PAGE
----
The South African government is delaying the granting of a visa to Tibetan spiritual leader Dalai Lama on suspicions that the Chinese government has placed pressure on Pretoria.

The Dalai Lama was scheduled to attend the 80th birthday of his friend and fellow Nobel Peace Laureate, Archbishop Desmond Tutu in early October.

Reportedly, the Dalai Lama tried to apply for a visa in June but was rejected because it was too far ahead of his intended visit. Later, South African immigration officials claimed they were unable to process the visa because he provided a photocopied passport.

Nomfundo Wazala, CEO of the Desmond Tutu Peace Centre which invited the Dalai Lama to South Africa, told reporters: We've sent letters, following up on a daily basis with phone calls and still are in a situation where there is no response and it's getting us much more anxious. We have been patient, but we really feel at this point in time we deserve an answer.

A spokesman for South Africa's foreign affairs department, Clayson Monyela, denied that Chinese officials pressured the government to deny a visa for the Dalai Lama.

South Africa Deputy Foreign Minister Marius Fransman also told reporters: There's no pressure being put on South Africa on this matter. There was an application [for a visa]. There is a process and that will now be considered by the relevant authorities.

The postponement raises questions about South Africa’s dedication to human rights and free speech – while it seeks to curry favor with the economic superpower than China has become.

Reportedly, some newspapers in South Africa have made a link between China’s treatment of Tibetans, with the policies of the former Apartheid government against black people.

An editorial in the Daily Maverick newspaper wrote: Our leadership has a clear choice: to look deep into the African soul and emulate [Nelson] Mandela's actions by extending a hand of friendship, while at the same time understanding that it won't, in fact, have any real impact on our relations with China. Or, once again to yield as the people who will submit to the will of another nation, to constrict our spirit and our standing as a moral society, and close our doors on a genuine man of peace and the justified hopes of his people.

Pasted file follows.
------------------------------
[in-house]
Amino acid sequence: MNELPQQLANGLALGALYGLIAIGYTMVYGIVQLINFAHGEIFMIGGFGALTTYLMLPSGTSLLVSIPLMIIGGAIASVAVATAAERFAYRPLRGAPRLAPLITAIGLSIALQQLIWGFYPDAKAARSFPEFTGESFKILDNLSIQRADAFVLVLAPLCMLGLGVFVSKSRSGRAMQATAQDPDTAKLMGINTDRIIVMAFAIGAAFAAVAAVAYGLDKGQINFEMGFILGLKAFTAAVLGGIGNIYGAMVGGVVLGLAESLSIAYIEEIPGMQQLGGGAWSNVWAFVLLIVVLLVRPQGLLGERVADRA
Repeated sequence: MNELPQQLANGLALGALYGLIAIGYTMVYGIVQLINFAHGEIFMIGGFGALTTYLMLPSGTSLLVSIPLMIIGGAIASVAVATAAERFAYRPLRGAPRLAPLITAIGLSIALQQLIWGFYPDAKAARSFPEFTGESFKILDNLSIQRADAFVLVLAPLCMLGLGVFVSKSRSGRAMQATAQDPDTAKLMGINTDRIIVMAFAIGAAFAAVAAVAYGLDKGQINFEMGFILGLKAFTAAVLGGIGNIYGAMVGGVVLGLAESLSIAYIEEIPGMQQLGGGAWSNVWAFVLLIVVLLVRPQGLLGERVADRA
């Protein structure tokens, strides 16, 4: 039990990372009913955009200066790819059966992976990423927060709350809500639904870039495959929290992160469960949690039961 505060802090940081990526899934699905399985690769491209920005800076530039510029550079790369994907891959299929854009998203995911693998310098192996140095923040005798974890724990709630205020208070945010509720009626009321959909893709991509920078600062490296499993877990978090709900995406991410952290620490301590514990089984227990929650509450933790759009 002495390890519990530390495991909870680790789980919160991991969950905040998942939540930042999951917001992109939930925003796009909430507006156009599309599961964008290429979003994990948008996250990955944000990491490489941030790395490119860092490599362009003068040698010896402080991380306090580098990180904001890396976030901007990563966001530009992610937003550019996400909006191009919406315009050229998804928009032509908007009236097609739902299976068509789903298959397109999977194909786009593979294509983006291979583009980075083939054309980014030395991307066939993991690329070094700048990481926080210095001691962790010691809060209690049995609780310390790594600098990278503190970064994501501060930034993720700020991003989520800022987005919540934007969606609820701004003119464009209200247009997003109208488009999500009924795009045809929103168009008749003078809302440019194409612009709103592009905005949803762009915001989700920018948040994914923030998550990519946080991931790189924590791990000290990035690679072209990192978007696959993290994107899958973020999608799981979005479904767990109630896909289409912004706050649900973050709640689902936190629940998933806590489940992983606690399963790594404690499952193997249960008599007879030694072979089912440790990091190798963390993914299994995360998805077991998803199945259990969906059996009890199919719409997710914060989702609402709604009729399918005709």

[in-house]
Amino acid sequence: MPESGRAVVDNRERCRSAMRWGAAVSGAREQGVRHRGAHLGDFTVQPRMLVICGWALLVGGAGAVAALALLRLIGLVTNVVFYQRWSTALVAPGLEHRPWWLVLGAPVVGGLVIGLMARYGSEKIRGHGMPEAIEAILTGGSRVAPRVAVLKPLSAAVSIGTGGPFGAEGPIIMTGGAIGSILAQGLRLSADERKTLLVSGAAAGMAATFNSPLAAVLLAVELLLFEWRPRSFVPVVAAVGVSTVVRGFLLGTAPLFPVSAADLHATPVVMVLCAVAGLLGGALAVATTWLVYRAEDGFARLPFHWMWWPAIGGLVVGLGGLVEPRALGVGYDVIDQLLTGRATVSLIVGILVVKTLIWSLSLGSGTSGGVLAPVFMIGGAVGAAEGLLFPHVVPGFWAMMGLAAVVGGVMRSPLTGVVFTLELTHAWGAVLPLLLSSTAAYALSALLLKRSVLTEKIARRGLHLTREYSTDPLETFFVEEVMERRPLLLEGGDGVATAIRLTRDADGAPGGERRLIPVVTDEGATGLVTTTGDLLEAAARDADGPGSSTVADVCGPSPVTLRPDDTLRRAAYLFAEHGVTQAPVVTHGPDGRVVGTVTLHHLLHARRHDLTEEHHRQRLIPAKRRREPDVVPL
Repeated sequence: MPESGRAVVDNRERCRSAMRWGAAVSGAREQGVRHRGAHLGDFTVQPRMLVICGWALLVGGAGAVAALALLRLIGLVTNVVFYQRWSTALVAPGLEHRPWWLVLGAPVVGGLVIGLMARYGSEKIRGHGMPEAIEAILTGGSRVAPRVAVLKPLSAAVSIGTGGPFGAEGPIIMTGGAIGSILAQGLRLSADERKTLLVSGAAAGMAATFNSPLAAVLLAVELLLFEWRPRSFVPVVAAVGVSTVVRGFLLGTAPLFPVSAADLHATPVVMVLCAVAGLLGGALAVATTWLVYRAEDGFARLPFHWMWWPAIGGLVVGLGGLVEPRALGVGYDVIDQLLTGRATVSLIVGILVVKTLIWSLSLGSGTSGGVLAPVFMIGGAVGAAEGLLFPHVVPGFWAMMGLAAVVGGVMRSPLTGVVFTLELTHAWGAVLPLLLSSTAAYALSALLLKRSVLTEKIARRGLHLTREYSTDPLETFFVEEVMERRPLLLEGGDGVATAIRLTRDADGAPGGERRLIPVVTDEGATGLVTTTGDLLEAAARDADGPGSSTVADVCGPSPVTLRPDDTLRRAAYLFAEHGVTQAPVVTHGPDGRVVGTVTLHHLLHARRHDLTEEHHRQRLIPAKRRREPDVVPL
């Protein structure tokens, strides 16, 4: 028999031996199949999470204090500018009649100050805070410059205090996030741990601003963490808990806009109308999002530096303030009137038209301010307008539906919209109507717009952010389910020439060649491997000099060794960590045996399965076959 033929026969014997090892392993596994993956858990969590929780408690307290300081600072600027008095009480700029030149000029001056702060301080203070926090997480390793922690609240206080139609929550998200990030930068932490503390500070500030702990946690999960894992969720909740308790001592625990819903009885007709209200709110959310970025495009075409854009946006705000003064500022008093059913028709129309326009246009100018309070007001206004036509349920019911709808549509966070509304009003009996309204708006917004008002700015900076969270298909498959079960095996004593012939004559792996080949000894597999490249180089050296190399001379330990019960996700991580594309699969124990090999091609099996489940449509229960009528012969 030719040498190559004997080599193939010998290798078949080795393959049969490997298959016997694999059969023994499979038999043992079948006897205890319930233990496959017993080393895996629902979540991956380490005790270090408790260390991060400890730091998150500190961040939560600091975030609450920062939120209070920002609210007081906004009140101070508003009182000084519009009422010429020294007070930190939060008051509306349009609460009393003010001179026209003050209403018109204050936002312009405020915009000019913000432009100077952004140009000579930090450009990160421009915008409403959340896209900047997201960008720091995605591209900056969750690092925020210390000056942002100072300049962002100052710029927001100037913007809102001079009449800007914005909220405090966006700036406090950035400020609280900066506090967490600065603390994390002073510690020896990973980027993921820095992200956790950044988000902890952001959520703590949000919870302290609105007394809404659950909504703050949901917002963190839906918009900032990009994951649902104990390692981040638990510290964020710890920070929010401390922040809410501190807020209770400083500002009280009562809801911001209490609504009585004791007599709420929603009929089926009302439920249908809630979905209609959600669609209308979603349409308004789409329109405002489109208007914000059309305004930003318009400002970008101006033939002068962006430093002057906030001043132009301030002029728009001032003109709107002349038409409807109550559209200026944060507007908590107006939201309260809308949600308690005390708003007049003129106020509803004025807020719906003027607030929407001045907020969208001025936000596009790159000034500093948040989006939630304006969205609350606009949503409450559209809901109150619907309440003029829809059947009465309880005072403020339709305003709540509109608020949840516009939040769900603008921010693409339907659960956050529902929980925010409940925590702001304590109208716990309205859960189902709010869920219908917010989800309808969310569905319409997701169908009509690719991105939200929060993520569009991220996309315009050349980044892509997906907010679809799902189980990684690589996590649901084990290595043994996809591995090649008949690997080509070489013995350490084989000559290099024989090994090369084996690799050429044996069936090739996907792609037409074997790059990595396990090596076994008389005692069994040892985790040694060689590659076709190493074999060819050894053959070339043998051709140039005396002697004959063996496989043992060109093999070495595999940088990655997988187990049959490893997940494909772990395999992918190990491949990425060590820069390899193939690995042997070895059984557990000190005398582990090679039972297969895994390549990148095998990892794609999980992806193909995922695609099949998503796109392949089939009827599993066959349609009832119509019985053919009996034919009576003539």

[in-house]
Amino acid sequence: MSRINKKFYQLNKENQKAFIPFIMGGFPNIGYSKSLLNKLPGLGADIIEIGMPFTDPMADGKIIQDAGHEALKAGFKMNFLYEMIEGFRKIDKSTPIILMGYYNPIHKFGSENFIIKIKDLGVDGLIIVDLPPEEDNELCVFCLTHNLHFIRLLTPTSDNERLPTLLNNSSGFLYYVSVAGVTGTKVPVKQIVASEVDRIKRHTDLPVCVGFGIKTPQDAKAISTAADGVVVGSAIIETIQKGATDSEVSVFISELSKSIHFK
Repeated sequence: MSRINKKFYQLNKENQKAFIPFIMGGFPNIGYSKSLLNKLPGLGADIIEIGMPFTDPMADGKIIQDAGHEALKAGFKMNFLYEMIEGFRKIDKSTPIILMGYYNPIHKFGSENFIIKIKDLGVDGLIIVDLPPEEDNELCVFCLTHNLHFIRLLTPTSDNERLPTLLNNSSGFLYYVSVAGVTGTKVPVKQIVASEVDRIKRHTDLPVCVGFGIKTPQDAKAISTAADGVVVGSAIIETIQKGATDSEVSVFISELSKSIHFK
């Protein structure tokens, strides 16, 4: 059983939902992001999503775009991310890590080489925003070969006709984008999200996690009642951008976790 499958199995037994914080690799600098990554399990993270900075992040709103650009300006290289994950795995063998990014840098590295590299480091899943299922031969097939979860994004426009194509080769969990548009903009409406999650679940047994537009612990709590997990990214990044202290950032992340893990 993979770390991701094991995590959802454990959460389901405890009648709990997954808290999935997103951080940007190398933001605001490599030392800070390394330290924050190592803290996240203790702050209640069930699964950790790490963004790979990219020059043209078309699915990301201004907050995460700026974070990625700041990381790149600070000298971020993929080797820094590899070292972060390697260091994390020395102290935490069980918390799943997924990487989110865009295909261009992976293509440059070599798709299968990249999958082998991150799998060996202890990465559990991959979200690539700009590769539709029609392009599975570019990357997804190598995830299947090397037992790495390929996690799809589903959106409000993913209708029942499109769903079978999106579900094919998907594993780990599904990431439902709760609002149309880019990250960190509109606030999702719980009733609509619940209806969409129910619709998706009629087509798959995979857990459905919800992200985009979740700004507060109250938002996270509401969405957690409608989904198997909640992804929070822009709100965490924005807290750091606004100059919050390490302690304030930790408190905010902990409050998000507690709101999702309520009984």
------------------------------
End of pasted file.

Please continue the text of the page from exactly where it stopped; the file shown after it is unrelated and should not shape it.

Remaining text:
The Dalai Lama, who gave up his political leadership of the Tibetan independence movement, was welcomed to South Africa in 1996 when he met with President Mandela.

By 2009, however, the South African government prohibited the Buddhist leader from coming to the country to attend a peace conference, claiming it would deflect attention away from the 2010 World Cup soccer tournament.

At the time, Tutu criticized the government’s actions as “disgraceful” and charged it with shamelessly succumbing to Chinese pressures.”

China has repeatedly condemned the dalai lama as a ‘separatist,’ adding that Tibet is a part of its territory. Beijing officials attack any foreign government that even considers allowing the Buddhist leader to visit.

Earlier in September 2011, China savagely criticized Mexico’s President Felipe Calderon meeting with the Dalai Lama.

Chinese Foreign Ministry spokesman Ma Zhaoxu said Calderon’s actions grossly interfered with China's internal affairs, hurt the feelings of the Chinese people and harmed Chinese-Mexican relations.

Another spokesman for the Foreign Ministry Hong lei told reporters that China's position of opposing the Dalai Lama visiting any country with ties to China is clear and consistent.

China is one of the South Africa’s biggest trade partners.

According to Reuters, South Africa exports about $5.5 billion annually year in minerals to China. Last year, China even invited South Africa to join the BRIC.